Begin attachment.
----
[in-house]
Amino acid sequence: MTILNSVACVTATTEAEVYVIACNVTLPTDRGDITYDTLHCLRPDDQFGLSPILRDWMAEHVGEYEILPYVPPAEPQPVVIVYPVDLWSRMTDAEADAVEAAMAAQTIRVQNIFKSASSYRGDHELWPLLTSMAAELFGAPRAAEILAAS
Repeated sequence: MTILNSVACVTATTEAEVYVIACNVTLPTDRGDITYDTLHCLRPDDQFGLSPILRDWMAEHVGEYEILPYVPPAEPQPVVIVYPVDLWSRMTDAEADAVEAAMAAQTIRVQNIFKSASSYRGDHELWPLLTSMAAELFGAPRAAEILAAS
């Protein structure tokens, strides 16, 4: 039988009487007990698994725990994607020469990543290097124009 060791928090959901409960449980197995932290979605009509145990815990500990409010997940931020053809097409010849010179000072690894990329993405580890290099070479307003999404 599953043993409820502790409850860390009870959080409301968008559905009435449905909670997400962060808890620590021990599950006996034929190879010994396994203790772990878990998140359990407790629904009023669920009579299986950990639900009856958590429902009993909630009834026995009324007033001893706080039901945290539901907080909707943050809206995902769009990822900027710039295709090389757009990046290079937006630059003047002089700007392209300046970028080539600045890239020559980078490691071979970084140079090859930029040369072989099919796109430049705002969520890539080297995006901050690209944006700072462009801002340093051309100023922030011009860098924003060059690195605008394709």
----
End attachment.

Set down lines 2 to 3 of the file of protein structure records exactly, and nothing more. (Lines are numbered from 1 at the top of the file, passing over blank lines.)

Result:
Amino acid sequence: MTILNSVACVTATTEAEVYVIACNVTLPTDRGDITYDTLHCLRPDDQFGLSPILRDWMAEHVGEYEILPYVPPAEPQPVVIVYPVDLWSRMTDAEADAVEAAMAAQTIRVQNIFKSASSYRGDHELWPLLTSMAAELFGAPRAAEILAAS
Repeated sequence: MTILNSVACVTATTEAEVYVIACNVTLPTDRGDITYDTLHCLRPDDQFGLSPILRDWMAEHVGEYEILPYVPPAEPQPVVIVYPVDLWSRMTDAEADAVEAAMAAQTIRVQNIFKSASSYRGDHELWPLLTSMAAELFGAPRAAEILAAS